Carl Vinson's Supply Department Overcame Obstacles Getting Aid To Haiti


Story Number: NNS100204-13Release Date: 2/4/2010 5:06:00 PM
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By Mass Communication Specialist 2nd Class Daniel Barker, USS Carl Vinson Public Affairs

USS CARL VINSON, At Sea (NNS) -- Sailors in the Supply Department aboard the aircraft carrier USS Carl Vinson (CVN 70) worked from the ship's initial response to its departure Feb. 1 to increase the amount of water and medical supplies on board destined for Haitians affected by the recent earthquake.

Just hours before the earthquake struck, Carl Vinson departed Norfolk, Va. with only enough supplies to support the flight crew and ship's crew for its scheduled deployment.

Right away, the aircraft carrier was tasked with being a first responder, immediately diverting course to Haiti to aid in humanitarian and disaster relief.

Carl Vinson Supply Officer Cmdr. Kenneth Epps, had to find ways to assist thousands more people than the ship was equipped for at the time.

"One of our first actions was to take the bottled water and sports drinks in stock for our ship's store," said Epps. "They all went ashore in day one and day two of our arrival, and we were able to arrange for a shipment of more bottled water from Gitmo (Guantanamo Bay), Cuba."

To meet the challenge of additional water, Epps worked closely with Carl Vinson Chief Engineer Cmdr. Stephen Marino and Capt. William McKinley, Vinson's reactor officer. Sailors in the Engineering Department cut and welded pipes to form a mechanism capable of filling multiple water jugs at a time. McKinley's department used their desalination equipment to turn salty ocean water into fresh water safe for drinking, and the Supply Department was able to obtain thousands of reusable five-gallon containers to fill and deliver to earthquake survivors.

While the water supply issues were being worked on, Epps met with Cmdr. Alfred Shwayhat, a doctor and the ship's senior medical officer, to create a list of the most urgently needed medical supplies, and to decide from where and how to best get them to the ship quickly.

A Navy hospital in Jacksonville, Fla., loaded a pallet with supplies on that list and donated them to Carl Vinson for use as part of the humanitarian assistance.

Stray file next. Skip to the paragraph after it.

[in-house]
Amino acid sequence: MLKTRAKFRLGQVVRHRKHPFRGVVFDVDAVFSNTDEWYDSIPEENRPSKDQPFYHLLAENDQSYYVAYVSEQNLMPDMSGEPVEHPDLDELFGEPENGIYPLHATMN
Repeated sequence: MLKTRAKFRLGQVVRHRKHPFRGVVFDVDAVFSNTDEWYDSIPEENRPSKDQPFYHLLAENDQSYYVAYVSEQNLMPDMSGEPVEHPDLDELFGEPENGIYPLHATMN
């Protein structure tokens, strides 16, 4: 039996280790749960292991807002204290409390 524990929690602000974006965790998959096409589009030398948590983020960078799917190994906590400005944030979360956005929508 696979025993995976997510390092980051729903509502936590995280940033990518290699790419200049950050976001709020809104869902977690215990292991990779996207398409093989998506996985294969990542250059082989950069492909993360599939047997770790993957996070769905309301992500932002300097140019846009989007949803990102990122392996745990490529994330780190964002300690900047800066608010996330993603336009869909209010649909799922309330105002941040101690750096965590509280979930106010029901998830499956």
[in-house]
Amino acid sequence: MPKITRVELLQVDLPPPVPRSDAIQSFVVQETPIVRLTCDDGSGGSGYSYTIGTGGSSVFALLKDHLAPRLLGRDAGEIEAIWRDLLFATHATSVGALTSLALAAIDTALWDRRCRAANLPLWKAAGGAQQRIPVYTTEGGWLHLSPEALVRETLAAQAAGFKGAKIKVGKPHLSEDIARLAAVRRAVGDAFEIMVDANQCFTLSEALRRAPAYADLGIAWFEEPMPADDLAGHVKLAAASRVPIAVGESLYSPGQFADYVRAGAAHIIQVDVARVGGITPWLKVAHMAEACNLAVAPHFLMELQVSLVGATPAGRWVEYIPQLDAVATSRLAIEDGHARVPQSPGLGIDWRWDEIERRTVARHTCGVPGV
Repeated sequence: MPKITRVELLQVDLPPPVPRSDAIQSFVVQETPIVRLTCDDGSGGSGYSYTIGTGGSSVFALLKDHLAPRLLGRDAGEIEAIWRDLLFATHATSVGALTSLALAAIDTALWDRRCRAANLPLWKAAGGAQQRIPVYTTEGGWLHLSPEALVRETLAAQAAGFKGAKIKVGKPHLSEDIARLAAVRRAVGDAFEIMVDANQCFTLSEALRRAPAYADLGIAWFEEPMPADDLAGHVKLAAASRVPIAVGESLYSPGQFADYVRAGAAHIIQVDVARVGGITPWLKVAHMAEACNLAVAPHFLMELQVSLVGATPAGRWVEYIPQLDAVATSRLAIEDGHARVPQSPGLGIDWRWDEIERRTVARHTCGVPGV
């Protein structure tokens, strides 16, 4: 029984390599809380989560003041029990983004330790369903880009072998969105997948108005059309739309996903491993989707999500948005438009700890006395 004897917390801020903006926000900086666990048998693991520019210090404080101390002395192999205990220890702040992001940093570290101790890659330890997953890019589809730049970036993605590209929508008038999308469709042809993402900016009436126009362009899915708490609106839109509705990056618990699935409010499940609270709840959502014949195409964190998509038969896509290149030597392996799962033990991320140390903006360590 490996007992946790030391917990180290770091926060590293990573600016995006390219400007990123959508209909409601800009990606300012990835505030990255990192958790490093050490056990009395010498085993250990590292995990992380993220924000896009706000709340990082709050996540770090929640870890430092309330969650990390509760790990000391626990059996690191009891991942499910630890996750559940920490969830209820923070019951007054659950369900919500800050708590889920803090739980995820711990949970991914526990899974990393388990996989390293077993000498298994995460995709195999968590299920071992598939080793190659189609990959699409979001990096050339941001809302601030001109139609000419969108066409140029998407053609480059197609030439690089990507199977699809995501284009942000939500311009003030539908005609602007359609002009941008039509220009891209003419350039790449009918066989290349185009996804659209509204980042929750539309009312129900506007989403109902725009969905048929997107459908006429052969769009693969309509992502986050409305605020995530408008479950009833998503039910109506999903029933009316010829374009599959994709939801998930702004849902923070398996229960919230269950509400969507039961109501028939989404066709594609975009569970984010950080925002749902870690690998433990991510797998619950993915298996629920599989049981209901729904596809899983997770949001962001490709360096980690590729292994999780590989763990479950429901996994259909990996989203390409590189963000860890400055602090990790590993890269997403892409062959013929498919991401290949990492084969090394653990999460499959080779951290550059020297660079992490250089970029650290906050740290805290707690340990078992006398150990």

The efforts of the Sailors aboard resulted in 89,000 gallons of water and more than 38,000 pounds of medical supplies being transported from the aircraft carrier to earthquake survivors in Haiti.

"I found participation in Operation Unified Response immensely rewarding and an event that I will remember for the rest of my life," said Epps. "We literally had a hands-on ability to really shape lives in a positive way."

Carl Vinson departed Haiti Feb. 1 attached to Carrier Strike Group 1 and provided initial humanitarian aid and disaster relief during Operation Unified Response while conducting a scheduled homeport shift.

For more news from USS Carl Vinson (CVN 70), visit www.navy.mil/local/cvn70/.

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ailors from the Nimitz-class aircraft carrier USS Carl Vinson (CVN 70) move jars of baby food onto an aid truck.
100201-N-2100S-082 PORT-AU-PRINCE, Haiti (Feb. 1, 2010) Sailors from the Nimitz-class aircraft carrier USS Carl Vinson (CVN 70) move jars of baby food onto an aid truck. Carl Vinson and Carrier Air Wing (CVW) 17 are conducting humanitarian and disaster relief operations as part of Operation Unified Response after a 7.0 magnitude earthquake caused severe damage in and around Port-au-Prince Jan. 12. (U.S. Navy photo by Mass Communication Specialist 2nd Class David Shen/Released)
February 3, 2010
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